HIV-positive women age 50 and older typically experience so-called successful aging at a rate on par with their HIV-negative peers, a recent survey study found.
Anna A. Rubtsova, PhD, of the department of behavioral sciences and health education at Emory University in Atlanta, and colleagues analyzed survey data regarding 386 women living with HIV who were 50 years old or older and 137 HIV-negative control women at risk for the virus.
The women were participants in the Women’s Interagency HIV Study and engaged in the From Surviving to Thriving substudy, in which women were surveyed about their experience with aging.
Self-rated successful aging (SRSA) was defined by individuals’ own assessment. On a scale of 1 to 10, with 10 being the most successful, women in the study were asked, “Using your own definition, where would you rate yourself in terms of ‘successful aging?’” They were also asked to rate the degree to which they agreed with the statement “I am aging well” and to rate their current life on a scale of 1 to 10.
The women were 57 years old on average. Nearly three quarters were African American, 38% had at most a high school education and 30% were unemployed. Compared with the women living with the virus, the HIV-negative women were more likely to have an income of no more than $6,000 and to lack health insurance and had a lower rate of optimism and health-related quality of life.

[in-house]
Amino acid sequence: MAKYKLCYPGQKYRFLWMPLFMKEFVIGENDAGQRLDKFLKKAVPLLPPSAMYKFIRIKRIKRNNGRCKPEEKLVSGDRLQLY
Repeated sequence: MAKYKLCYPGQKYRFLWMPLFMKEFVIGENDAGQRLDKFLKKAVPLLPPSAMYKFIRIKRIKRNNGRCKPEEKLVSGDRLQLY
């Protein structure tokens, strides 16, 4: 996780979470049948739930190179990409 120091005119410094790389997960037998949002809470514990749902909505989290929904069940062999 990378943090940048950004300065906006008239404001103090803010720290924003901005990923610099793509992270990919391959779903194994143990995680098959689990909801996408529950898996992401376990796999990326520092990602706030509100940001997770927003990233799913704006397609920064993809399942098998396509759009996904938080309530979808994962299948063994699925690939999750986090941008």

Ninety-four percent of the HIV-positive women were on antiretroviral treatment, and 73% had an undetectable viral load.
The study authors found no significant difference in SRSA between the two study groups, with 84% of the women living with the virus and 83% of those without reporting a SRSA of at least 7.
An SRSA score of 7 or greater was associated with higher levels of positive psychological characteristics, such as resilience and optimism, among members of both study groups.
“SRSA is achievable among older women with and at risk of HIV despite health complications,” the study authors concluded. “Among disadvantaged women, factors other than HIV may be primary drivers of SRSA. Future research is needed to examine determinants of SRSA and to design public health interventions enhancing [successful aging] within this population.”
To read the study abstract, click here.